Derek Carr is tired of burning daylight. He’s done some of that already, cycling through four head coaches, four offensive play callers and three offensive schemes in five NFL seasons. He was a young player brought in as part of a roster rebuild that worked.

It just didn’t last long. The Raiders fell back on hard times following a 12-4 campaign in 2016, and now head coach Jon Gruden’s fully committed to another radical reconstruction.

Gruden traded Khalil Mack and Amari Cooper, guys who could’ve helped the Raiders win last season. He acquired others who didn’t, namely Martavis Bryant and Ryan Switzer and several veteran defenders who won’t see another season in silver and black.

Now the Raiders enter the offseason with an arsenal: three first-round draft picks and $76 million in salary-cap space without anyone deserving of a long-term extension that must factor into the budget.

Carr’s hoping all those tools will expedite the rebuilding process. He doesn’t want to waste more seasons doing it slow, and hopes Gruden can import several impact players in one offseason.

“We need some guys who can come in and help us now,” Carr said in an interview with 940-AM in Fresno. “We have some good building pieces. We have some foundational pieces. Obviously, we have a quarterback, so we don’t need one of those. That’s the good thing.

“We just need some players who can help us win now. We’re building this thing. We’ve been building this thing. We’ve built this thing a couple of times. It’s time to get people who can just come in and help us now. There are a lot of veterans on this team who signed contracts or signed extensions or free-agent deals to come play here because we want to win and we believe in this system and what we’re doing.”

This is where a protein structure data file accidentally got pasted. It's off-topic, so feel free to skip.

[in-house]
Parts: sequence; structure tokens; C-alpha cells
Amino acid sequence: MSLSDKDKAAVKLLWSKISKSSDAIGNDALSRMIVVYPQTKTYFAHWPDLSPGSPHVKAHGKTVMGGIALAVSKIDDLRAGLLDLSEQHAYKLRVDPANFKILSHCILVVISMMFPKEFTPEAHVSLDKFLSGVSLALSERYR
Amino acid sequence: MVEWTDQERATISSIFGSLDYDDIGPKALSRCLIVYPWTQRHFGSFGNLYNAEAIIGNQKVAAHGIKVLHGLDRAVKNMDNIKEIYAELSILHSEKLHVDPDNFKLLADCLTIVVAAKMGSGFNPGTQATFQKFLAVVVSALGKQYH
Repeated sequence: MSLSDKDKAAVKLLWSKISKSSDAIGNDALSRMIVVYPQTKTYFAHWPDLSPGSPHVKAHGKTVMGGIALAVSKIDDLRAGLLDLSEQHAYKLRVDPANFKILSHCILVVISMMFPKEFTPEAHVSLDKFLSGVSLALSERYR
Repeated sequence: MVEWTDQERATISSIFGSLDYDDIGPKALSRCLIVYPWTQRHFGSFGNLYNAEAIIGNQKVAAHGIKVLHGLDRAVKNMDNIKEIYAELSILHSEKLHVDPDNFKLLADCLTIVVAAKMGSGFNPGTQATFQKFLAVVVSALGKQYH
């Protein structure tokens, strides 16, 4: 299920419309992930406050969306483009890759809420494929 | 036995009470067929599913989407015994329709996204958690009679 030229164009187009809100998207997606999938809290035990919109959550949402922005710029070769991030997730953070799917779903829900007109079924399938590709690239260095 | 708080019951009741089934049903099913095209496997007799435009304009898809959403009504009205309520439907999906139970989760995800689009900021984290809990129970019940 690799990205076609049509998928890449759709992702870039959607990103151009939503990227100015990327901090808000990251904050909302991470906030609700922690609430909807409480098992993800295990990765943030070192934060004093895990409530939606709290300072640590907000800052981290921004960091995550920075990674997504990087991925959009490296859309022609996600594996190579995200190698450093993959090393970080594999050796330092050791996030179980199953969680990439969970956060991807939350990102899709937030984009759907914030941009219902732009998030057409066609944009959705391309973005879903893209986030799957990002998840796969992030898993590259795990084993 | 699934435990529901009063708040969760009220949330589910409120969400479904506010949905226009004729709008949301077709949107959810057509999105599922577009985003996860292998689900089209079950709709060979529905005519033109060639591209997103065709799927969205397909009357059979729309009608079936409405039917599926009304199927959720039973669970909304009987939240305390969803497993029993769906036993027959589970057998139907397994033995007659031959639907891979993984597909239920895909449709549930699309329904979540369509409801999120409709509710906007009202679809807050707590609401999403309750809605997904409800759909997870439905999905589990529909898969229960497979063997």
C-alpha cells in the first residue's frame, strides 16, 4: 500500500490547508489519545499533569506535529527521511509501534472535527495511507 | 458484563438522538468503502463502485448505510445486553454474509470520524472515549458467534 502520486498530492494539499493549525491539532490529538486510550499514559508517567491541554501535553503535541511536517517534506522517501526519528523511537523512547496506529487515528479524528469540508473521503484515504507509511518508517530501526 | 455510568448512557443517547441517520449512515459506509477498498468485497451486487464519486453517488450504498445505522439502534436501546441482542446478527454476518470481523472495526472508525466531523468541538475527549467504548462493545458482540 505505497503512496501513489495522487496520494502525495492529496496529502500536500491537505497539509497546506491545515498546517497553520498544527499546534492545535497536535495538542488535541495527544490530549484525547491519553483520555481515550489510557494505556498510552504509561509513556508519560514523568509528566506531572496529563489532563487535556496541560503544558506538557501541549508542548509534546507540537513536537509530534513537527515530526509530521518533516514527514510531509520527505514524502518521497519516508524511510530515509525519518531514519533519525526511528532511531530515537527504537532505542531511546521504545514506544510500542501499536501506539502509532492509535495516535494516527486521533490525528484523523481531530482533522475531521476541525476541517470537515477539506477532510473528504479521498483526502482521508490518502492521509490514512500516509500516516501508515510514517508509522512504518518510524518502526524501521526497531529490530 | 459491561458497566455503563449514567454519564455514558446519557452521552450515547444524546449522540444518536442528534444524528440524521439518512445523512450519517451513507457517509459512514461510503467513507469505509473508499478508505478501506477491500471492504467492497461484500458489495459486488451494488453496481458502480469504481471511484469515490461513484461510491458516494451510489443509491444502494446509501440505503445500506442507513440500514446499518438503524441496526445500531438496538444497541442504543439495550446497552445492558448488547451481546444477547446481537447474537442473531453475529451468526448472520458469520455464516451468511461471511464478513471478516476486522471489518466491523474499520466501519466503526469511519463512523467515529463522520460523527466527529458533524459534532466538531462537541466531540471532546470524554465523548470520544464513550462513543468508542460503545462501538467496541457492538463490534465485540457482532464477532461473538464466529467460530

[RELATED: How Raiders can realistically improve Derek Carr's supporting cast]

Count Carr among them. He signed a $125 million extension believing incumbent stars would also be here long term and find sustained success. That wish never came true, and now Gruden’s looking to remake the franchise with new guys.

This offseason will be pivotal in Gruden’s success. It could turn things around quickly, as Carr hopes, if he and general manager Mike Mayock lock onto the right guys.

“If we get three players who are NFL ready right now, if we get three starters from those three (first-round picks) or maybe four if you count some of the other picks…,” Carr said, trailing off. “And we have some cash to spend. We have a lot of cap room. If we can spend that cap and that capital and get some good veteran players, not just average guys but guys who can make a difference, (that would be positive). We’re a lot closer than people give us credit for.”

Raiders Derek Carr dismissed by Khalil Mack when asked about being dunked on

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Raiders Derek Carr dismissed by Khalil Mack when asked about being dunked on

Khalil Mack and Derek Carr remained close even after they stopped being teammates. Carr was devastated to lose Mack in a trade for a Raiders' future draft compensation, both in the locker room and on the field.

Beyond the friendship, the two became main members of the silver and black, and brought much promise to the organization and hoped to create a culture change.

That, unfortunately, didn't come to fruition. 

But we're lucky they still participate in Twitter exchanges to show there are no hard feelings and the bromance is still alive and well. But most recently, they showed there will always be a competitive nature between the two.

Carr answered some questions on his YouTube channel Thursday. But someone wanted to ask via Twitter if he will still dunk on Khalil Mack in the offseason after it became public knowledge Mack has already dunked on him at David Carr's house.

The answer? Without question:

Well, that settles that, but we won't truly believe it until we see it. But at least there's the 1-on-1 win that Carr had against Mack.

Your move, Carr.